Researchers advance versatile tech


New technology may soon help people buy groceries without taking them out of the cart, and it… New technology may soon help people buy groceries without taking them out of the cart, and it could also help treat Parkinson’s disease and depression.

Marlin Mickle, professor of electrical, industrial and computer engineering, as well as telecommunications at Pitt, said that there could be uses for this technology in many industries.

“Any place we can do this for, whether it’s homeland security, medical research or communications, all of those would fall under this technology,” Mickle said.

Radio frequency identification technology draws energy out of the air or from nearby objects to power itself and transmits it back at a different frequency. This allows for incredibly small computer chips or electrical components to run without batteries and to wirelessly communicate over distances.

Pitt consolidated this research and formally announced the creation of the Radio Frequency Identification Center for Excellence, with Mickle as its director, Wednesday, Sept. 28 at a special event on the 5th floor of Alumni Hall.

Representatives from about 30 organizations attended, including Supply Systems Inc. and Del Monte Foods.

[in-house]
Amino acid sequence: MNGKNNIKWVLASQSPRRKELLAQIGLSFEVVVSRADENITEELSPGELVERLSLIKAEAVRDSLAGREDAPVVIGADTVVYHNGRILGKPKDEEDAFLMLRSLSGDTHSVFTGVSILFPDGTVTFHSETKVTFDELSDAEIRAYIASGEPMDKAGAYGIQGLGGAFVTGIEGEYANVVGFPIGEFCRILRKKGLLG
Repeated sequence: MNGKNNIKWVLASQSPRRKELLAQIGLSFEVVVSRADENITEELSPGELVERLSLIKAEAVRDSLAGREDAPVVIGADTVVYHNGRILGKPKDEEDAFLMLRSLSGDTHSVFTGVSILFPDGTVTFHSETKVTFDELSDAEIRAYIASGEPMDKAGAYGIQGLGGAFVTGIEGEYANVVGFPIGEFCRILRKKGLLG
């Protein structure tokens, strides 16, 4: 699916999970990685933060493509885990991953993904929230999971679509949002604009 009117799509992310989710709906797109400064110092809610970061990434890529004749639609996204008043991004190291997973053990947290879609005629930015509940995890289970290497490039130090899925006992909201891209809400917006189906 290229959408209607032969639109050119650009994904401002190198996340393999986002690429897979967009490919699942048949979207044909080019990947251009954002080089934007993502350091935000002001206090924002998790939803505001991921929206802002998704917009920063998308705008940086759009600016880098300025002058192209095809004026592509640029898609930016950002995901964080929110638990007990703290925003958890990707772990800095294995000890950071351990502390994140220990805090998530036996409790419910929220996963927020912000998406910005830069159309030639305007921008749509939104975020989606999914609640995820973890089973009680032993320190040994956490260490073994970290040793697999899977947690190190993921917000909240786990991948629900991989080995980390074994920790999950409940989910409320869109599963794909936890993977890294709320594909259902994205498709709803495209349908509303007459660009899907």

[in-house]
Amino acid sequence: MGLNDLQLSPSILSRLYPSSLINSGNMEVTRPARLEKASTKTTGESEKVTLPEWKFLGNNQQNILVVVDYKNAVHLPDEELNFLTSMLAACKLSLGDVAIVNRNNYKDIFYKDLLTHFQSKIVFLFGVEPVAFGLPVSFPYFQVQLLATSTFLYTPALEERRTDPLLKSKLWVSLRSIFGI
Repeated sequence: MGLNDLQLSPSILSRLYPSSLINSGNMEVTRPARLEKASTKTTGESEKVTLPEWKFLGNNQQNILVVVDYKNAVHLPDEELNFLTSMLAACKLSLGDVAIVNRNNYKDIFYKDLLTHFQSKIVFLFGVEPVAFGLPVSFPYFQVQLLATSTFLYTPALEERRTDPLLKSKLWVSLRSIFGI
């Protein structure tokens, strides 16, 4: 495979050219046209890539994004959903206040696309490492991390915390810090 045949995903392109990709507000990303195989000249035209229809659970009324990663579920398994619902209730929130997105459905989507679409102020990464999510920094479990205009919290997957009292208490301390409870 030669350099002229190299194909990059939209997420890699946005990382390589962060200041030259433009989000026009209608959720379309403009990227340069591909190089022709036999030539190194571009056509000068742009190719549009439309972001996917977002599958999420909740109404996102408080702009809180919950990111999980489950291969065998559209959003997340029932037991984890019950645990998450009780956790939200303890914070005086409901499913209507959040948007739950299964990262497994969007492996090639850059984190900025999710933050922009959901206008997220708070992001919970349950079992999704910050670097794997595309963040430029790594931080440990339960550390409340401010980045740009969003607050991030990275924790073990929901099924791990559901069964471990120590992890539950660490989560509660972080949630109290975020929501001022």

One demonstration of the radio frequency identification system involved first scanning a shopping cart full of products each equipped with RFID chips. The chips then transmitted back the barcode signals.

“We walked it past a checkout station, and everything was rung up without taking it out of the cart,” Mickle said.

In severe cases of Parkinson’s disease, doctors now can place a probe in the brain and run a wire down through the body to help stop tremors. But if they applied the new technology, the device would not need a wire to function and could instead draw its power from an outside source.

“The device would take its energy from a hat or something, that would get rid of some of the complications of Parkinson’s disease,” Mickle said.

RFID technology could also combat depression by allowing for the placement of small electrical components that could stimulate the vagus nerve, partly responsible for depression, without the need for batteries.

It could also be equipped inside water, gas and electrical meters so that utility companies could read them remotely without having to send someone in person. This could potentially eliminate the use of batteries in such devices.

Although possibilities for different types of wireless communications exist, Mickle said that the technology is still being fully researched, and that it will not be used yet in certain situations.

“We don’t want to do things yet that are life-critical,” Mickle said.

Gerald Holder, dean of the School of Engineering, said in a press release that the technology has great potential.

“The RFID Center, led by professor Mickle, will be a powerhouse of creativity and technological innovation that should lead to significant improvements in the economy and simplify the lives of consumers,” Holder said. “We’re excited about its huge potential.”